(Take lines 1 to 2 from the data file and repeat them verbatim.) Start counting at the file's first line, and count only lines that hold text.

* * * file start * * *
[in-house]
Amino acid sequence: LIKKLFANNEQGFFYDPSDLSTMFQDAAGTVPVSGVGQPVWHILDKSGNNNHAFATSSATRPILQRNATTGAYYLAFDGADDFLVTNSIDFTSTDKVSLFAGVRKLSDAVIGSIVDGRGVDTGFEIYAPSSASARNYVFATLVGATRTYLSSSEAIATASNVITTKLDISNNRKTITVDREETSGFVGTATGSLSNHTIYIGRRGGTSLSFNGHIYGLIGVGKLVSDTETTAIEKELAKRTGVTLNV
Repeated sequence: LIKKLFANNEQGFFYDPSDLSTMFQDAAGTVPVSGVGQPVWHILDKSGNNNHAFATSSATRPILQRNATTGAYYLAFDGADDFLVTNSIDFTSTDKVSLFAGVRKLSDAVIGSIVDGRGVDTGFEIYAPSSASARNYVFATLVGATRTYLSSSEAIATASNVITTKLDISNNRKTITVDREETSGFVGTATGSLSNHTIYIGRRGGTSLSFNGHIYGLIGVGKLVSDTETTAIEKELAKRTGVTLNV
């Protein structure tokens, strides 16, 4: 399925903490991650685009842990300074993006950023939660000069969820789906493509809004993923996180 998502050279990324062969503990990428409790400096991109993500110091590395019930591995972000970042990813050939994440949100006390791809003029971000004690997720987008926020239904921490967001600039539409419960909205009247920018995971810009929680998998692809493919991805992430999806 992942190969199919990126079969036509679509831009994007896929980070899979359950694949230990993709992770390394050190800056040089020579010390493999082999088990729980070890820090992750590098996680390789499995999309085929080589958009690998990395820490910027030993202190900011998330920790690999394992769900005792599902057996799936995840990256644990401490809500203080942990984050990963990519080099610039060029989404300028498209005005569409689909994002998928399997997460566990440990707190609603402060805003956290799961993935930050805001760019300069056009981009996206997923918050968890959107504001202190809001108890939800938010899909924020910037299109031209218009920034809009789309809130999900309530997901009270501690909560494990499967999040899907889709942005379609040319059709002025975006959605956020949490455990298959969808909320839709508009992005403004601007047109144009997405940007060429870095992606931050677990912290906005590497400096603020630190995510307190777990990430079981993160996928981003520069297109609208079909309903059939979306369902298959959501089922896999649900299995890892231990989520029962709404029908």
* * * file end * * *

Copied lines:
[in-house]
Amino acid sequence: LIKKLFANNEQGFFYDPSDLSTMFQDAAGTVPVSGVGQPVWHILDKSGNNNHAFATSSATRPILQRNATTGAYYLAFDGADDFLVTNSIDFTSTDKVSLFAGVRKLSDAVIGSIVDGRGVDTGFEIYAPSSASARNYVFATLVGATRTYLSSSEAIATASNVITTKLDISNNRKTITVDREETSGFVGTATGSLSNHTIYIGRRGGTSLSFNGHIYGLIGVGKLVSDTETTAIEKELAKRTGVTLNV